Purpose: Biomedical databases combining electronic medical records and phenotypic and genomic data constitute a powerful resource for the personalization of treatment. To leverage the wealth of information provided, algorithms are required that systematically translate the contained information into treatment recommendations based on existing genotype-phenotype associations. Methods: We developed and tested algorithms for translation of preexisting genotype data of over 44,000 participants of the Estonian biobank into pharmacogenetic recommendations. We compared the results obtained by genome sequencing, exome sequencing, and genotyping using microarrays, and evaluated the impact of pharmacogenetic reporting based on drug prescription statistics in the Nordic countries and Estonia. Results: Our most striking result was that the performance of genotyping arrays is similar to that of genome sequencing, whereas exome sequencing is not suitable for pharmacogenetic predictions. Interestingly, 99.8% of all assessed individuals had a genotype associated with increased risks to at least one medication, and thereby the implementation of pharmacogenetic recommendations based on genotyping affects at least 50 daily drug doses per 1000 inhabitants. Conclusion: We find that microarrays are a cost-effective solution for creating preemptive pharmacogenetic reports, and with slight modifications, existing databases can be applied for automated pharmacogenetic decision support for clinicians.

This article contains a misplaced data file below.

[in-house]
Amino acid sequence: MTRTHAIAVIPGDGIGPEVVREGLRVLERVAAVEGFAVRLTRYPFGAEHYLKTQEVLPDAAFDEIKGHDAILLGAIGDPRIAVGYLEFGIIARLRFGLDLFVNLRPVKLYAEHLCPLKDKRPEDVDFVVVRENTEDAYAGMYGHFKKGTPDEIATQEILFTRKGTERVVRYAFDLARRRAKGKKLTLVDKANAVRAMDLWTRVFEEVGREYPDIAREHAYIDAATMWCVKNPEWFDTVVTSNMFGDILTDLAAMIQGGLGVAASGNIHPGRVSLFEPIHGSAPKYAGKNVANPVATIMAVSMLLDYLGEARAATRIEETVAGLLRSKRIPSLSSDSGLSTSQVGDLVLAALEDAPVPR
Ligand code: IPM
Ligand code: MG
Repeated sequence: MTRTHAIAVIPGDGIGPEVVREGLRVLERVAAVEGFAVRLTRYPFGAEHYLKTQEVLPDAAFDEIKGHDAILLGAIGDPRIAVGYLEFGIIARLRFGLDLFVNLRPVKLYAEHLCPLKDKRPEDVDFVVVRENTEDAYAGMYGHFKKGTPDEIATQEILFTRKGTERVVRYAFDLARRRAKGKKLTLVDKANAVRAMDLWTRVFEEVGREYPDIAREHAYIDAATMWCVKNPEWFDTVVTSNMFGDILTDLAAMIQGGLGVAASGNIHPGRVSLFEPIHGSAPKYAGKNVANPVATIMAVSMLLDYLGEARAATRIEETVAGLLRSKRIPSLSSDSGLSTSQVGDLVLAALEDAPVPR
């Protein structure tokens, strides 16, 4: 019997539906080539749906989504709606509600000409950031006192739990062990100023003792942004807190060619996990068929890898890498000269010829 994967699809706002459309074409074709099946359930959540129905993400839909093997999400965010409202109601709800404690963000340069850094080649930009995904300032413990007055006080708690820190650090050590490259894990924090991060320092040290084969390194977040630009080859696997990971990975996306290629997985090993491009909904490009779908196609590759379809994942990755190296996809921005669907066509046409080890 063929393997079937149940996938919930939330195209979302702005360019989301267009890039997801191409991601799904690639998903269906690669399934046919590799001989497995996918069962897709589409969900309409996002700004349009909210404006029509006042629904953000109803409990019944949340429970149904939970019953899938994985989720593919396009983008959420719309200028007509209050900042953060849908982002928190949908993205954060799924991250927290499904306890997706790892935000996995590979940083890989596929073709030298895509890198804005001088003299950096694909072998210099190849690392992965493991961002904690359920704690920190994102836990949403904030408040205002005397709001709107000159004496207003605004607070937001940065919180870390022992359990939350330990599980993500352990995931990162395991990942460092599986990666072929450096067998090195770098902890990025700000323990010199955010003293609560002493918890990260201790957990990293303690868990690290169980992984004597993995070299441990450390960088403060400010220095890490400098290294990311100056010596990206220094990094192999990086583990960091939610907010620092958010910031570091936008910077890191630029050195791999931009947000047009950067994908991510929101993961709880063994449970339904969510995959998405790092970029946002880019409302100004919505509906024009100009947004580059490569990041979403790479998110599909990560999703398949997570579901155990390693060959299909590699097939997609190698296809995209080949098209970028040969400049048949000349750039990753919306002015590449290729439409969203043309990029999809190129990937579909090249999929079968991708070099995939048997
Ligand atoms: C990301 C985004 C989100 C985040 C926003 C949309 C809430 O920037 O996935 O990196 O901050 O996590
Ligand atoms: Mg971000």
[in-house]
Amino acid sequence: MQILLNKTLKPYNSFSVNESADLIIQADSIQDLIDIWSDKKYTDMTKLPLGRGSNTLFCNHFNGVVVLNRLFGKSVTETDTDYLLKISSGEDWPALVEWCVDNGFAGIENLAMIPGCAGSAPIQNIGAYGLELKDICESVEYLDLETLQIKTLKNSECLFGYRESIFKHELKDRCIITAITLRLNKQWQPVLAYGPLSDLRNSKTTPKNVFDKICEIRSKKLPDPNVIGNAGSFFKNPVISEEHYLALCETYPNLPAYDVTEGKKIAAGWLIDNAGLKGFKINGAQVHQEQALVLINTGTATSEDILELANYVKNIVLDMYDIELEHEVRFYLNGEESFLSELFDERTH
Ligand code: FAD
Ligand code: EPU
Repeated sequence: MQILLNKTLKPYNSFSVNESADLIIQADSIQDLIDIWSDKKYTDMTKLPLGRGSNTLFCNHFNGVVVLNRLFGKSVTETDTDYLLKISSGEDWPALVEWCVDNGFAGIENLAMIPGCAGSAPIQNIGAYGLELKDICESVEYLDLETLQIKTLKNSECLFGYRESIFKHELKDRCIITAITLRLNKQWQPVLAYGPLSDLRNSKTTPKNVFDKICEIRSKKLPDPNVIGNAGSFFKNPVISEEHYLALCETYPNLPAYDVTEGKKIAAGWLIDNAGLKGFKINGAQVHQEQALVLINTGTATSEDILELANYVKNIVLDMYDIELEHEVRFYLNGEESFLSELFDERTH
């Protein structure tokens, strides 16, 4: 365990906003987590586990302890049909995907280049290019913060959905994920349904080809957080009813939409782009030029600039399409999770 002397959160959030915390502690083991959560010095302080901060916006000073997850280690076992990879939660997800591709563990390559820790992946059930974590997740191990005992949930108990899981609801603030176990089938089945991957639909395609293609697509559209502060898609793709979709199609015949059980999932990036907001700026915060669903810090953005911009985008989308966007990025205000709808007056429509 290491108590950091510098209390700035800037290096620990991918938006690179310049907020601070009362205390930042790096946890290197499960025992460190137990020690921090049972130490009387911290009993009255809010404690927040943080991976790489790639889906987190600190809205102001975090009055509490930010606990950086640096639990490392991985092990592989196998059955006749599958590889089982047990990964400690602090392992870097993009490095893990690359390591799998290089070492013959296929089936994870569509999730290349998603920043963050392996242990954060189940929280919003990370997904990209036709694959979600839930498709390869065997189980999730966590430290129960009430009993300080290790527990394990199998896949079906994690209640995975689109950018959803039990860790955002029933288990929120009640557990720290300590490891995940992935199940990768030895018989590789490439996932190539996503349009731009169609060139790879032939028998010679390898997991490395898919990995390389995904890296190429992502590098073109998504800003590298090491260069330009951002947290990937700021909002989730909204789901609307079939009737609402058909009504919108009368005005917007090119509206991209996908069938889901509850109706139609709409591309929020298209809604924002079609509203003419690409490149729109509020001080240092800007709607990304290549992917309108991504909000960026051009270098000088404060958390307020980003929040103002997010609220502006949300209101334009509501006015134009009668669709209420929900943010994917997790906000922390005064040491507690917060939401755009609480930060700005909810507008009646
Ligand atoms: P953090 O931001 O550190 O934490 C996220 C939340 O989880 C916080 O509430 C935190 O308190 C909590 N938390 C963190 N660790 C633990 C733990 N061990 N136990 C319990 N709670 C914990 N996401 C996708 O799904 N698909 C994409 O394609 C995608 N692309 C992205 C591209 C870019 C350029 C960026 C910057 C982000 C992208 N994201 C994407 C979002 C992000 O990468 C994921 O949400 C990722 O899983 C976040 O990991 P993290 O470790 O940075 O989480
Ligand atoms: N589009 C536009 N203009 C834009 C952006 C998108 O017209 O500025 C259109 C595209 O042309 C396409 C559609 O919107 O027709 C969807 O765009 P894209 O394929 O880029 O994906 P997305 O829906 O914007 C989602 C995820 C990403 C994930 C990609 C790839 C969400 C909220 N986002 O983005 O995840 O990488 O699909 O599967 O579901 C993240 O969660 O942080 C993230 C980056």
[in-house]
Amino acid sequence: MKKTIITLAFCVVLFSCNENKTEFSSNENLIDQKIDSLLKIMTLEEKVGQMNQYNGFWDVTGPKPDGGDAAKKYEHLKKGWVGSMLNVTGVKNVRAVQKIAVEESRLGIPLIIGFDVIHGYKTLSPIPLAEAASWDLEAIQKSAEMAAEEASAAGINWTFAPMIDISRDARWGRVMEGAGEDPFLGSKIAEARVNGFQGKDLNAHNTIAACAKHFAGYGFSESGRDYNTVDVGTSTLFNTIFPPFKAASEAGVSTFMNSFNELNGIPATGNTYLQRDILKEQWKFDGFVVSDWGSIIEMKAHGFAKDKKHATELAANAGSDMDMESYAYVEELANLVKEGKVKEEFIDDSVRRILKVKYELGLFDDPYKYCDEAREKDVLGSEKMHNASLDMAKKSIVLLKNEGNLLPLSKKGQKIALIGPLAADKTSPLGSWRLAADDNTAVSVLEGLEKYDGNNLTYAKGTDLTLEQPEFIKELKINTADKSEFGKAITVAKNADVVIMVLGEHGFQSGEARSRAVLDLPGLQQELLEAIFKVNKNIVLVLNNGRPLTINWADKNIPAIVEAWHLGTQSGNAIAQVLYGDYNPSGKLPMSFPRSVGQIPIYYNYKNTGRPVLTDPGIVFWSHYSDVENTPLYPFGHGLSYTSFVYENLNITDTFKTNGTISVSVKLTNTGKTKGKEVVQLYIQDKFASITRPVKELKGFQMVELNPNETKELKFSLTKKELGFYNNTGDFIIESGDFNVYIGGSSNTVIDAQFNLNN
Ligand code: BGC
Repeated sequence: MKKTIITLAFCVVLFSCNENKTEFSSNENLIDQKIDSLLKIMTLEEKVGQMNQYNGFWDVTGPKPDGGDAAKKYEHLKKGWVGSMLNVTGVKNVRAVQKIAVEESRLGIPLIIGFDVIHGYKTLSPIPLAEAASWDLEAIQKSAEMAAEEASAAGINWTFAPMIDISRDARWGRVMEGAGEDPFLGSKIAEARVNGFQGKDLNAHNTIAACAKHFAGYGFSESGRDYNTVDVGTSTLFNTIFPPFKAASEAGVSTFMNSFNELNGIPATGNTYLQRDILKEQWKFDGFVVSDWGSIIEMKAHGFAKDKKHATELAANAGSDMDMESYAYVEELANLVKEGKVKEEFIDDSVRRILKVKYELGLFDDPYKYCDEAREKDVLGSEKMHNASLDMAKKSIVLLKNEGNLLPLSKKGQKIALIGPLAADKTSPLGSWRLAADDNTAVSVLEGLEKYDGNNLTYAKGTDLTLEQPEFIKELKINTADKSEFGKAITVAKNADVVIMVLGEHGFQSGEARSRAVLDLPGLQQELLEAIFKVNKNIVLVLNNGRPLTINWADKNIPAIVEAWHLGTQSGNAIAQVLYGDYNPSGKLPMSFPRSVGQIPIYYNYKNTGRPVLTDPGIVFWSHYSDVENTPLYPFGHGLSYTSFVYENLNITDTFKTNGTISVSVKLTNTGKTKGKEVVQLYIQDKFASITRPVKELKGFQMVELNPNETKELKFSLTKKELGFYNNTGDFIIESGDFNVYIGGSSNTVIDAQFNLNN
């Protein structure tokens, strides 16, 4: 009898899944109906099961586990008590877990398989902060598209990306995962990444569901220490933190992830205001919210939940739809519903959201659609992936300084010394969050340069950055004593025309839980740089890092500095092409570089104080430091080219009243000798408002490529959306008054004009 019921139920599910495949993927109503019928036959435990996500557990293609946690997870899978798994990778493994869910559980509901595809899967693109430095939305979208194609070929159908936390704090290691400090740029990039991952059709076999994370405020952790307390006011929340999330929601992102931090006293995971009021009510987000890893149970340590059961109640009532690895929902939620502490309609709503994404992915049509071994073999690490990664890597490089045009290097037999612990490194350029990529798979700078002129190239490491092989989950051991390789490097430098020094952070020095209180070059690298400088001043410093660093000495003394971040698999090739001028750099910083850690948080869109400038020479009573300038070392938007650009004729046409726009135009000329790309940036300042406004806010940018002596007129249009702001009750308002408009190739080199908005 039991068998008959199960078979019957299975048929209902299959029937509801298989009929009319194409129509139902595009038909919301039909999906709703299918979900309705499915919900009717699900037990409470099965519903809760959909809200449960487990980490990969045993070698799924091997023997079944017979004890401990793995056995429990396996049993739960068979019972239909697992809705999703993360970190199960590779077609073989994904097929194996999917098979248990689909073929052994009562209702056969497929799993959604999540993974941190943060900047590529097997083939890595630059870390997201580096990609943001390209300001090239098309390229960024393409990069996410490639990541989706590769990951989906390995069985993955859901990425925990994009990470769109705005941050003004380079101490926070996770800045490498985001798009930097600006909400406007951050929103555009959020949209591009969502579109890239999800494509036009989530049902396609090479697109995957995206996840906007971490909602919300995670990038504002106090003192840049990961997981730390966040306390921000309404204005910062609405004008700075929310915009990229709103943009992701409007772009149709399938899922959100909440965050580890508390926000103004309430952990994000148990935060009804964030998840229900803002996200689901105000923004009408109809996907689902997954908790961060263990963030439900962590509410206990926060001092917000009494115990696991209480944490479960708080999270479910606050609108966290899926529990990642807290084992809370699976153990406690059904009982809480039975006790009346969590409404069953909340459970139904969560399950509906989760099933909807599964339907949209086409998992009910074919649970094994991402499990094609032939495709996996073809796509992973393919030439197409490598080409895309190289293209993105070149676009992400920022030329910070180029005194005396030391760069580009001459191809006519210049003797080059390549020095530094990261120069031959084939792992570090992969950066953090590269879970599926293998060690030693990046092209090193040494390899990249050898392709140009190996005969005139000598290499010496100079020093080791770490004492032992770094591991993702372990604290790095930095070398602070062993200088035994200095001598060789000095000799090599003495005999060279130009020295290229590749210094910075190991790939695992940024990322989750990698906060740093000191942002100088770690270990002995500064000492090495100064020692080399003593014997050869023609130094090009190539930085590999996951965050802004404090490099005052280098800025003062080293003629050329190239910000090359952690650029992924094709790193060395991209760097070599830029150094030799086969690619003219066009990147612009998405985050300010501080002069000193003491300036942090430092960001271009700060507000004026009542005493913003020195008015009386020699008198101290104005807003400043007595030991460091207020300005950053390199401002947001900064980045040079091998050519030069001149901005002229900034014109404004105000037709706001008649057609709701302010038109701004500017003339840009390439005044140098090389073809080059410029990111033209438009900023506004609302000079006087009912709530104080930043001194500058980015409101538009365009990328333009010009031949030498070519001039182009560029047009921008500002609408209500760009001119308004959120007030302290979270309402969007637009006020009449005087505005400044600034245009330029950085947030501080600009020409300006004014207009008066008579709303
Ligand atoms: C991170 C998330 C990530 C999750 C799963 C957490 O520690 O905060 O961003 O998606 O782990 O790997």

MEDICIN OCH HÄLSOVETENSKAP -- Medicinska grundvetenskaper -- Medicinsk genetik (hsv//swe)
MEDICAL AND HEALTH SCIENCES -- Basic Medicine -- Medical Genetics (hsv//eng)